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Chevrolet VoltThere has been a whole lot of hype over the past year or two about the Chevrolet Volt.  Some of the hype has been good, some not so much.

I’ve taken it upon myself to figure out why the Volt is such a controversial vehicle and whether it deserves its press.

Why?  well, the Volt appears to be a geeky, gadgety dream.  Perfect for this site!

Hopefully this will be the first in a number of Volt themed posts.

After hooking up with Chevrolet a couple of weeks ago they organized a visit to a local dealer for me to take a look at the Volt. My first visit left me… well… uninspired – with Chevy, with the dealer and in particular with the Volt (more on that later).
However, often one to give second chances I took Chevy up on their offer to take another look at another dealer.

I took a ride out to Rohrich Chevrolet here in Pittsburgh this morning to speak to the staff and take a good look at the Volt for myself. Chevy Volt

So, what is the Chevrolet Volt? what is the hype all about?

Well,  the Volt is, on the face of it, essentially a “Plug-in hybrid” vehicle. Meaning that it has an electric (Lithium ion) battery – well, a number of lithium batteries – as well as a gasoline engine.

The battery pack is the primary ‘power’ (pun intended) for the vehicle and will get you about 35 miles then the gasoline seamlessly kicks in and draws from the 9.something gallon tank to drive the vehicle further.

In all you can, apparently, get about 375 miles on a full tank (and charge) – or over 90 miles to the gallon.

This is pretty impressive by anyone’s standards.

Sounds good, right? where’s the catch?   Well, the price, first of all.   The MSRP for a Volt is “as low as” $31,000 which is kind of expensive at a glance. A showroom model with a few bells, whistles and leather interior  currently sells at more than $45,000 – significantly more than it’s gas only brethren.

12_ch_volt_ovr_tech_01You’ll save money at the pump there’s no doubt about that.  The volt costs, on average, about $1.50 per day to charge – $1.50 for about 35 miles isn’t bad at all.  You can’t get on a Port Authority bus for that!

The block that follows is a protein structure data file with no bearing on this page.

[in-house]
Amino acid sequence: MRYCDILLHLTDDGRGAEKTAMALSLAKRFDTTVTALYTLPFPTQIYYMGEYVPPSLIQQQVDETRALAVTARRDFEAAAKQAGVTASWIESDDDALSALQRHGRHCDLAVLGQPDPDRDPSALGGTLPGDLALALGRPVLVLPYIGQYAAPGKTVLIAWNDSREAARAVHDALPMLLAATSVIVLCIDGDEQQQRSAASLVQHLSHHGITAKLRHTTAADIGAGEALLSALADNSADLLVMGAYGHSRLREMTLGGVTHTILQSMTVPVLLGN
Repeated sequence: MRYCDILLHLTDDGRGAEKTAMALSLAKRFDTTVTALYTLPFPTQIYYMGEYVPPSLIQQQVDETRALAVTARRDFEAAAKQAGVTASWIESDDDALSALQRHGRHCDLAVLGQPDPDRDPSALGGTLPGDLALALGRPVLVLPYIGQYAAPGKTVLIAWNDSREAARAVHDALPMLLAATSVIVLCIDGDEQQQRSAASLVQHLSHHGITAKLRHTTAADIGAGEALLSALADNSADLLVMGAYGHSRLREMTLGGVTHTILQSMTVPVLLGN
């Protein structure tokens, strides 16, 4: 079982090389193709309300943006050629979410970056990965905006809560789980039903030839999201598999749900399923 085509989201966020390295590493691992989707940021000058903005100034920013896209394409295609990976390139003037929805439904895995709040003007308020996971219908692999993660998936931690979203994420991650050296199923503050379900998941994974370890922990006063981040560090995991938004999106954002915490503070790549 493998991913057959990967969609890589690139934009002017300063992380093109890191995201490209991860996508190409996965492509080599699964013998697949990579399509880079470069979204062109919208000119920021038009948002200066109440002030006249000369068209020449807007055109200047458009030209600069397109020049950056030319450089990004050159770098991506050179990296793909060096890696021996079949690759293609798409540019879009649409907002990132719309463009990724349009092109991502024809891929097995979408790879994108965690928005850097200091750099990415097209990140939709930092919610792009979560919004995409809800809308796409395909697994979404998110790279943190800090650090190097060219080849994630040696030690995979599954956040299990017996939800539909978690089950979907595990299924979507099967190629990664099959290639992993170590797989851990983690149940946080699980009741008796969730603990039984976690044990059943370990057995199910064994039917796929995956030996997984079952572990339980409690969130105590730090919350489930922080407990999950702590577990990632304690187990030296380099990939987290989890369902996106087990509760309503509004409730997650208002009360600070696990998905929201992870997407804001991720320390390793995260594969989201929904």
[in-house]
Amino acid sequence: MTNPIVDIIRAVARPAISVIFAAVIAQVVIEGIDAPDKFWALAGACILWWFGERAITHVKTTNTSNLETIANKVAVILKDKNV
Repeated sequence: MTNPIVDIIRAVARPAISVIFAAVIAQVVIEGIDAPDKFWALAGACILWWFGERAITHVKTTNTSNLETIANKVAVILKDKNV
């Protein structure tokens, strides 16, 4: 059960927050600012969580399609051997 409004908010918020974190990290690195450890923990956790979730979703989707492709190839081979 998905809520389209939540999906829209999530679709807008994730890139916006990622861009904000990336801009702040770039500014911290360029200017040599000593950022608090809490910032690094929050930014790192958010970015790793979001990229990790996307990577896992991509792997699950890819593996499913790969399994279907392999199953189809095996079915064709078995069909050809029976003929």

So – eat the $30K – $40K and save long term… very long term.
My first thought was that, given $40,000 I’d rather a brand new Chevrolet Cruz at about $20,000 and I’d spend $25,000 on filling up my tank for…. well…. a very, very long time.

Until I sat in one. Until I spoke to Scott at Rohrich. Until I ignored the hype and actually thought about it.   Read on.

Think about a lease though.   Without getting into the specifics you can lease a Volt for about $350 per month.   If you spend $150 – $200 at the pump every month then your car payment has just dropped to $200 – $250 per month which isn’t bad at all for this caliber of vehicle.
The leasing company even takes care of your Government and State tax incentives ($7,500 or more depending on where you live) and takes that off the cost for you.

In around 1829 the first Public Railway was built in North-East England. Naysayers claimed that the Human head would explode if it traveled at more than a whopping 15 miles per hour. I’m pretty sure tickets were expensive too.

That Volt has been bashed by ‘pundits’, the public, and everyone else because they don’t know it. They haven’t thought about it. I’d say they haven’t even sat in it.

Yes, Chevrolet is a General Motors (GM) company, they’ve received US Government money and are known as a “Government Car Company”. This alone makes certain people bitter about anything to do with them.   I’m sure this is where a certain amount of the negative press is coming from.
What can you do about that though?  Pretty much nothing at all. Move on.

“Chevy Volts catch on fire!” I hear you proclaim.  Correct – so can your Land Rover, Microwave and TV Remote.  In fact, anything catches fire under the right conditions. It’s called Pyrolysis.   With a little research you’ll find that there have been 2 instances of Volts catching fire. I believe one was intentional and the other under overly extreme testing conditions – where any vehicle currently on the market would have done the same.
Like anything else, under proper working conditions the Volt shouldn’t spontaneously just burst into flames.

“What about the Battery?”  ok, true, the battery pack is a big unknown right now. However, The warranty on the Volt is 8 years or 100,000 miles.  This is a long time and a long way to not have to worry about the Battery pack.  If you get 8 years out of a vehicle, any vehicle right now, you’re doing well.

Consider how far you drive on a daily basis and how long your car sits around for in your driveway.   about 35 miles a day? 8-10 hours over night? Then the Volt will work for you.    You might find that it’d work for you and quite a few people you know.

Like I said – hopefully this will be the first in a series of Chevy Volt related posts – there should be more next week.  There’s much, much more to the car than this 700 word post can carry.

What do you think?  Drop your questions in here – hopefully I can answer a few for you.

Learn more about the Chevrolet Volt here

Check out the friendly people at Rohrich Chevrolet here

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Author: Andy Quayle

Andy was born in the Isle of Man and currently lives in Pittsburgh.
Known globally as a willing source for tech news and views, Andy takes great pride in consultation and education.

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